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A Jog Down Memory Lane

1978 was the year I got my teaching credential from Sonoma State University, bought a little house in Willits for $15,000, and was hired that Fall by the Willits Unified School District to teach at the newly formed San Hedrin Continuation High School.

Yvonne and I were happy to finally live in town after having lived up in the hills north of Willits almost since we met in 1971. It was especially nice having a flush toilet and electricity, aka being “on the grid.” 

And that is the year I really got into running. I had run back in high school and college at the University of Wisconsin-Milwaukee, but ten years went by before I started running again.

It was 1977 while getting my teaching credential at Sonoma State. I had time between classes, so I started running on a path that meandered west along a creek that flowed through the campus west toward Highway 101.

My first race was in May of 1978 at the First Annual Willits Hospital Run, a five-miler around the South end of town and back to the Howard Hospital grounds. Local high school track star Teddy Smith took the lead and held it all the way to the finish. 

I started somewhere in the middle of the pack with my running buddy and co-Roots of Motive Power co-founder, Chris Baldo, and his dog Arvid. They both beat me.

So, then I started running every day and by July when the First Annual Frontier Days' Family Footrace 2-miler started, I was on the starting line in a little better shape.

The newly crowned Willits High School League Champ Teddy Smith again took off and left all of us in the dust and horse manure ... but as Howie Hawkes and I crossed the Skunk Train tracks about a half-mile from the Main Street finish line we noticed Teddy's head bob side to side, a sure sign he was tiring. So, Howie said, “Go get him Gibbons!” and I took off and passed him on Main Street to win my first footrace. 

I amped up my training that Summer and by Fall when school began, I met a crazed runner, Roy Swett, a Bechtel Grove Middle School teacher who lived in Ukiah. 

We would meet at my house after school and run the ten-mile loop around Little Lake Valley, or the back way to Brooktrails (it has since been fenced off), or out Muir Mill Road, just south of the Evergreen Shopping Center.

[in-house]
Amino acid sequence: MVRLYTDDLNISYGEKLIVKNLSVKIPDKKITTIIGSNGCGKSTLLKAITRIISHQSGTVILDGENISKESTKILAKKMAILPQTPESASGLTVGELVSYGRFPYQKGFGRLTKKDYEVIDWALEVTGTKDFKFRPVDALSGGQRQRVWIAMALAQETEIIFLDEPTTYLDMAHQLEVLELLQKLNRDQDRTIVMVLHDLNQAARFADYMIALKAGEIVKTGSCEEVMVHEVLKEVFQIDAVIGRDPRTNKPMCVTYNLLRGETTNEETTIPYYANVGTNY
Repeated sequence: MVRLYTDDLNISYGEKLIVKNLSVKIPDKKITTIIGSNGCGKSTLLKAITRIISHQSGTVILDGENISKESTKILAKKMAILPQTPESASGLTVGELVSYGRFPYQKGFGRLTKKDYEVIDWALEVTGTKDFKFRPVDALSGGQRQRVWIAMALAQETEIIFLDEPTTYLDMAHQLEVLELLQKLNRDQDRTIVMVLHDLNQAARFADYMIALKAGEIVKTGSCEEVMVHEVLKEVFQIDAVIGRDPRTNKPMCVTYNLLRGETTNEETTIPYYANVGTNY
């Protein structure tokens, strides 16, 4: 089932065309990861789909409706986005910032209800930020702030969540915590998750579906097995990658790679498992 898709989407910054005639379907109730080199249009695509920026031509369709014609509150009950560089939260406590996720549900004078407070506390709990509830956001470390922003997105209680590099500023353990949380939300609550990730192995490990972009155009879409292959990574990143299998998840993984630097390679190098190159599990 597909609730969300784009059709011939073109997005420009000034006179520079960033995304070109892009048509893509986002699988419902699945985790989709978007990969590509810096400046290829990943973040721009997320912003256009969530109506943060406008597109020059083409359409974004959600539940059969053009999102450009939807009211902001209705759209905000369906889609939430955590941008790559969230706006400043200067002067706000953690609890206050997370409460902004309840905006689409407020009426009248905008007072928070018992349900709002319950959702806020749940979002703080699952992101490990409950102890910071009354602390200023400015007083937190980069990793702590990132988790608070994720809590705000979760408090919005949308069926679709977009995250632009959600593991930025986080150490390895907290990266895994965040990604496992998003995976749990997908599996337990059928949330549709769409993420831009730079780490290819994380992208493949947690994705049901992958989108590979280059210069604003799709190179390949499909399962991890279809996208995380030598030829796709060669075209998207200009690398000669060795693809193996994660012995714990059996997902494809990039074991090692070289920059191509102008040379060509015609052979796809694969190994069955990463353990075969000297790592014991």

Roy claimed he got up at five every morning and ran ten miles around Ukiah, meaning the days he ran with me after school were 20-mile days! Then with his long runs on the weekend he was covering 100 miles a week. Roy won the first annual Boonville Run, a 3.5 miler in September, but burned out by the end of the year. 

According to my records, I was second to Swett in that first Boonville run, but didn't run Boonville again until five years later (1983), finishing second to Jerry Drew in what was considered then to be the 1st Annual Boontling Classic.

This race was an 8K put on by Reed Colfax, a 13-year-old local who was home schooled, along with his two older brothers, all eventually becoming Harvard grads.

I got to know Reed when I took him and my son Eli to the Regional Cross Country Championships up in Reno that fall, after they qualified at the Redwood Empire Junior Olympic Cross Country trials held in Santa Rosa’s Spring Lake Park.

Reed told me the best part of the trip was just being away from chores for two days. His chores included feeding and milking the goats, part of the family routine on their Boonville farm. I sympathized by telling him we had goats for a couple years, plus chickens, ducks, dogs, cats, and a donkey. Makes it tough to take a vacation. 

Reed ran well the next day, improving his time, but his competition was tough, being mostly junior high school teams and club runners with coaches and teammates to train with.

Eli qualified in the 10/under division, but I had already spent my Christmas savings on weekend trips to Santa Rosa, Sacramento, and Reno, not sure I could afford flying to Nebraska. But a funny thing happened. The Willits News ran a story about us, and the Willits townspeople offered money to send us to Nebraska.

By the end of 1983 I had run eighty-three races and was not slowing down, as I was about to turn 40 and win prize money for the first time. 

Now, as I write this introduction, I have 525 races under my belt, and yes, at 72-years-old I am slowing down. I used to be insulted when people called me a jogger, but now I must admit I am one.

Postscript: I have not raced since the Fall of 2016, just three races after I wrote the previous paragraph. The combination of my right knee and my chronic asthma finally forced me to retire.

One Comment

  1. Fred W Hornbruch III August 7, 2020

    New e-book by same title now available on Amazon.com. A fast and fascinating personal history of running. Buy it on Kindle or read free on Kindle Unlimited. Print version to come.

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